The basic unit in our syntactical framework for recursive agent modeling is the situation. At any point in time, an agent is in a situation, and all the other agents present are in their respective situations. An agent's situation contains not only the situation the agent thinks it is in but also the situations the agent thinks the others are in (these situations might then refer to others and so on ...). In this work, we have adopted RMM's assumption that common knowledge cannot arise in practice. Common knowledge would be represented in our framework by having situations refer back to themselves either directly or transitively. Conversely, cycles or loops of reference between situations imply the presence of common knowledge. They are, therefore, disallowed since common knowledge can not be achieved in many common situations of interest to us, such as in asynchronous message-passing system . Allowing agents to jump to assumptions about common knowledge can simplify coordination reasoning, since agents can use fixed-point equilibrium notions and axioms based on mutual beliefs and plans. While leaping to such assumptions can, at times, be a viable method for keeping coordination practical , it also introduces risks that we wish to avoid.
A situation has both a physical and a mental component. The physical component refers to the physical state of the world and the mental component to the mental state of the agent, i.e. what the agent is thinking about itself and about the other agents around it. Intuitively, a situation reflects the state of the world from some agent's point of view by including what the agent perceives to be the physical state of the world and what the agent is thinking. A situation evaluates to a strategy, which is a prescription for what action(s) the agent should take. A strategy has a probability associated with each action the agent can take, and the sum of these probabilities must always equal 1.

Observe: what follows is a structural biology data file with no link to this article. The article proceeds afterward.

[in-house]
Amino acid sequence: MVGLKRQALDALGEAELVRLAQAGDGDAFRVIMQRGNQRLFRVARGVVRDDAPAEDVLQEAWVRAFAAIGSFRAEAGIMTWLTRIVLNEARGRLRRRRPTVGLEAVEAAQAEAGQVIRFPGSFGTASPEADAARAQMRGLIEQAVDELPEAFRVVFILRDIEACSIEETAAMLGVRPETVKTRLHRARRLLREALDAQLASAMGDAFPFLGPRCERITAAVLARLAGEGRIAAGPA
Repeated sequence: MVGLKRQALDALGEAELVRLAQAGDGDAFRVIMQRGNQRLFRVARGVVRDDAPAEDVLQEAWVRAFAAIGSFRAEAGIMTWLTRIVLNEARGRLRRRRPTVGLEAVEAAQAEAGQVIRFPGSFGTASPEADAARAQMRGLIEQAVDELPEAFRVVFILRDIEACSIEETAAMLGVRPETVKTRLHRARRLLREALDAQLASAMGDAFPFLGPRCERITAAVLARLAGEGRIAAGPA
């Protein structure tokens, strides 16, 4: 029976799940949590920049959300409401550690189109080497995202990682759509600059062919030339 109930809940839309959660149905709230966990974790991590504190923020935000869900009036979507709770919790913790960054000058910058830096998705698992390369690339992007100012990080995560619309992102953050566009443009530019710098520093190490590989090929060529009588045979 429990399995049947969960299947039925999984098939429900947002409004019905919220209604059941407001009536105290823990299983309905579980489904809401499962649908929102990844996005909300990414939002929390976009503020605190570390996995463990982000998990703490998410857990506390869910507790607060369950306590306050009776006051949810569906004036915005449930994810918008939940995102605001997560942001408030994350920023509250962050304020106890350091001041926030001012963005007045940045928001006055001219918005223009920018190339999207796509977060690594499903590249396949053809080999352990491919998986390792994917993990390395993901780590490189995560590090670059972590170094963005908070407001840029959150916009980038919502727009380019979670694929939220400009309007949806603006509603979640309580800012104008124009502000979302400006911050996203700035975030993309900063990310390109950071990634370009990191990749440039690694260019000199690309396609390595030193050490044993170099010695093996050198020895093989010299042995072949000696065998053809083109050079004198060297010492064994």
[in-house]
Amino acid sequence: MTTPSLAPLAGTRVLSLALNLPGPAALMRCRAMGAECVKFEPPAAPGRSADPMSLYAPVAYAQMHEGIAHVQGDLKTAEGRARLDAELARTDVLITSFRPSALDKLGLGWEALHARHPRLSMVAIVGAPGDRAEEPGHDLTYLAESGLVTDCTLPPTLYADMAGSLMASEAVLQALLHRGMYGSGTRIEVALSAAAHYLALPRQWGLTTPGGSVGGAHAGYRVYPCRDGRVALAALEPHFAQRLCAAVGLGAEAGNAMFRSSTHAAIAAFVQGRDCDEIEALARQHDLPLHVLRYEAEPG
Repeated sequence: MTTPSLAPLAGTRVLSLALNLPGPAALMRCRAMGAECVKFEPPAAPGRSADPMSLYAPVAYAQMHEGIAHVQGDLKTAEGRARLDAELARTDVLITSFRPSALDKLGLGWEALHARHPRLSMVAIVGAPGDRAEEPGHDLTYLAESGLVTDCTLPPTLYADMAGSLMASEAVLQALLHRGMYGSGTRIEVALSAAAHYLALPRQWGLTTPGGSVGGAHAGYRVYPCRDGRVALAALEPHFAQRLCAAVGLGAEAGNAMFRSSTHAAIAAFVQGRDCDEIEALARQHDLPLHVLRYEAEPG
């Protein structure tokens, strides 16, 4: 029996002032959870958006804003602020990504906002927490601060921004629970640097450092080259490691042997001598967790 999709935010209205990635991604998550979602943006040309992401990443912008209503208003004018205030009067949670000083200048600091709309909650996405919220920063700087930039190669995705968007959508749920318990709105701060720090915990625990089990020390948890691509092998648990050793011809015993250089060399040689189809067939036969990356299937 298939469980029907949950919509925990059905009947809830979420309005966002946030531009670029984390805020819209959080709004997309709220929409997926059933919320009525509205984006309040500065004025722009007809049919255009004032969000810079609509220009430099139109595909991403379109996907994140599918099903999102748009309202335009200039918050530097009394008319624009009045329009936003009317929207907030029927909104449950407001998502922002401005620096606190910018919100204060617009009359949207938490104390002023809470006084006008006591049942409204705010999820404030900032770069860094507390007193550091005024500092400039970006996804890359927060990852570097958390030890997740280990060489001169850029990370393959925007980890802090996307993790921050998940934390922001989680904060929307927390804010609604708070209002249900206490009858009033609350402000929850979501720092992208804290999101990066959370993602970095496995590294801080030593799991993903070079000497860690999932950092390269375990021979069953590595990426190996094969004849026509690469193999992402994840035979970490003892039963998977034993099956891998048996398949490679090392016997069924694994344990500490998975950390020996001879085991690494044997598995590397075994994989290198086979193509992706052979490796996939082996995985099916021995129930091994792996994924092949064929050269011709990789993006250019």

Let S be the set of situations an agent might encounter, and A the set of all other relevant agents. A particular situation s is recursively defined as:
The matrix M has the payoff the agent, in situation s, expects to get for each combination of actions that all the agents might take. The matrix M can either be stored in memory as is, or it can be generated from a function (which is stored in the agent's memory) that takes as inputs any relevant aspects of the physical world, and previous history. The relevant aspects of the physical world are stored in W, the physical component of the situation. The rest of s constitutes the mental component of the situation.
The probabilistic distribution function f(x) gives the probability that the strategy x is the one that the situation s will evaluate to. It need not be a perfect probabilistic distribution; it is merely used as a useful approximation for guiding our search through the recursive models. That is, our algorithm will employ it as a heuristic for determining which recursive models to expand. We use f(x) to calculate the strategy that the agent in the situation is expected to choose, using standard expected value formulas from probability theory. The values of this function are usually calculated from previous experience. In practice, some simplifying assumptions can be made about how to calculate (i.e. learn) this value, as we shall explain in Section 3.2. We also note that the knowledge encompassed by f(x) is not the real knowledge, which is contained in the matrices, but is the search knowledge used only for guiding the search through the recursive models. There is no guarantee that the predictions produced by f(x) will be correct. The models, on the other hand, are always considered to be correct.
A situation s also includes the set of situations which the agent in s believes the other agents are in. Each agent a is believed to be in r, with probability p. The value of r can either be a situation or, if the modeling agent has no more knowledge, it can be the Zero Knowledge strategy (r = ZK).